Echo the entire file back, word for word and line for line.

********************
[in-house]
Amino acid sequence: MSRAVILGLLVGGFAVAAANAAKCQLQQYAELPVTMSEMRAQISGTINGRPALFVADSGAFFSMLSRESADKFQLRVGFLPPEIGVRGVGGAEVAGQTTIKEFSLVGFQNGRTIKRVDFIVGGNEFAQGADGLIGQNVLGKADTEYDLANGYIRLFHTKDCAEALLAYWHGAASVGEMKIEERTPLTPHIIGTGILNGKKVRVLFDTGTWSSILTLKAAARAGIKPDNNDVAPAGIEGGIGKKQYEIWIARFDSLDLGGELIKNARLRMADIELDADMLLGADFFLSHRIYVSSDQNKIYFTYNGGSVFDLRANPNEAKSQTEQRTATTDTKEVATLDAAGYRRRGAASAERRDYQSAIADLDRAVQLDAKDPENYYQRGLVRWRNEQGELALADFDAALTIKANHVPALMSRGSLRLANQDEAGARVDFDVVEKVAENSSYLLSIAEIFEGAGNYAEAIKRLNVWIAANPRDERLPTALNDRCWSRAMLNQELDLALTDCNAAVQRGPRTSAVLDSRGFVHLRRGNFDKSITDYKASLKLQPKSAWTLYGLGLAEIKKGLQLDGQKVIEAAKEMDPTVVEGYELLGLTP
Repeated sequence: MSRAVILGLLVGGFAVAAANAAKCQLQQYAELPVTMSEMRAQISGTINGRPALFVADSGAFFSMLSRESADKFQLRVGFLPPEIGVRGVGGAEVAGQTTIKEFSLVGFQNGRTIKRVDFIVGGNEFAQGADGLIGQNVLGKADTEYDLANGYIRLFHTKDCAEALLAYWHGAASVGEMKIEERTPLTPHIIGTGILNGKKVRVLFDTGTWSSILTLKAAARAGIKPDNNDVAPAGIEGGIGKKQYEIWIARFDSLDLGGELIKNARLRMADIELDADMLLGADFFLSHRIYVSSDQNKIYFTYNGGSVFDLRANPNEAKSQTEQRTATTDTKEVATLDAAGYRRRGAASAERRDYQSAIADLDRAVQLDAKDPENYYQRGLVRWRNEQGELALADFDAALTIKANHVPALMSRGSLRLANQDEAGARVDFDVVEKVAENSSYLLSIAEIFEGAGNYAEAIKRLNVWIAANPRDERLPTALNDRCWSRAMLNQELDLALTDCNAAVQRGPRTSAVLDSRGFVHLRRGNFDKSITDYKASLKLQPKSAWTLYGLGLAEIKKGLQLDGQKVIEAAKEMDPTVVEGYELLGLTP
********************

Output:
[in-house]
Amino acid sequence: MSRAVILGLLVGGFAVAAANAAKCQLQQYAELPVTMSEMRAQISGTINGRPALFVADSGAFFSMLSRESADKFQLRVGFLPPEIGVRGVGGAEVAGQTTIKEFSLVGFQNGRTIKRVDFIVGGNEFAQGADGLIGQNVLGKADTEYDLANGYIRLFHTKDCAEALLAYWHGAASVGEMKIEERTPLTPHIIGTGILNGKKVRVLFDTGTWSSILTLKAAARAGIKPDNNDVAPAGIEGGIGKKQYEIWIARFDSLDLGGELIKNARLRMADIELDADMLLGADFFLSHRIYVSSDQNKIYFTYNGGSVFDLRANPNEAKSQTEQRTATTDTKEVATLDAAGYRRRGAASAERRDYQSAIADLDRAVQLDAKDPENYYQRGLVRWRNEQGELALADFDAALTIKANHVPALMSRGSLRLANQDEAGARVDFDVVEKVAENSSYLLSIAEIFEGAGNYAEAIKRLNVWIAANPRDERLPTALNDRCWSRAMLNQELDLALTDCNAAVQRGPRTSAVLDSRGFVHLRRGNFDKSITDYKASLKLQPKSAWTLYGLGLAEIKKGLQLDGQKVIEAAKEMDPTVVEGYELLGLTP
Repeated sequence: MSRAVILGLLVGGFAVAAANAAKCQLQQYAELPVTMSEMRAQISGTINGRPALFVADSGAFFSMLSRESADKFQLRVGFLPPEIGVRGVGGAEVAGQTTIKEFSLVGFQNGRTIKRVDFIVGGNEFAQGADGLIGQNVLGKADTEYDLANGYIRLFHTKDCAEALLAYWHGAASVGEMKIEERTPLTPHIIGTGILNGKKVRVLFDTGTWSSILTLKAAARAGIKPDNNDVAPAGIEGGIGKKQYEIWIARFDSLDLGGELIKNARLRMADIELDADMLLGADFFLSHRIYVSSDQNKIYFTYNGGSVFDLRANPNEAKSQTEQRTATTDTKEVATLDAAGYRRRGAASAERRDYQSAIADLDRAVQLDAKDPENYYQRGLVRWRNEQGELALADFDAALTIKANHVPALMSRGSLRLANQDEAGARVDFDVVEKVAENSSYLLSIAEIFEGAGNYAEAIKRLNVWIAANPRDERLPTALNDRCWSRAMLNQELDLALTDCNAAVQRGPRTSAVLDSRGFVHLRRGNFDKSITDYKASLKLQPKSAWTLYGLGLAEIKKGLQLDGQKVIEAAKEMDPTVVEGYELLGLTP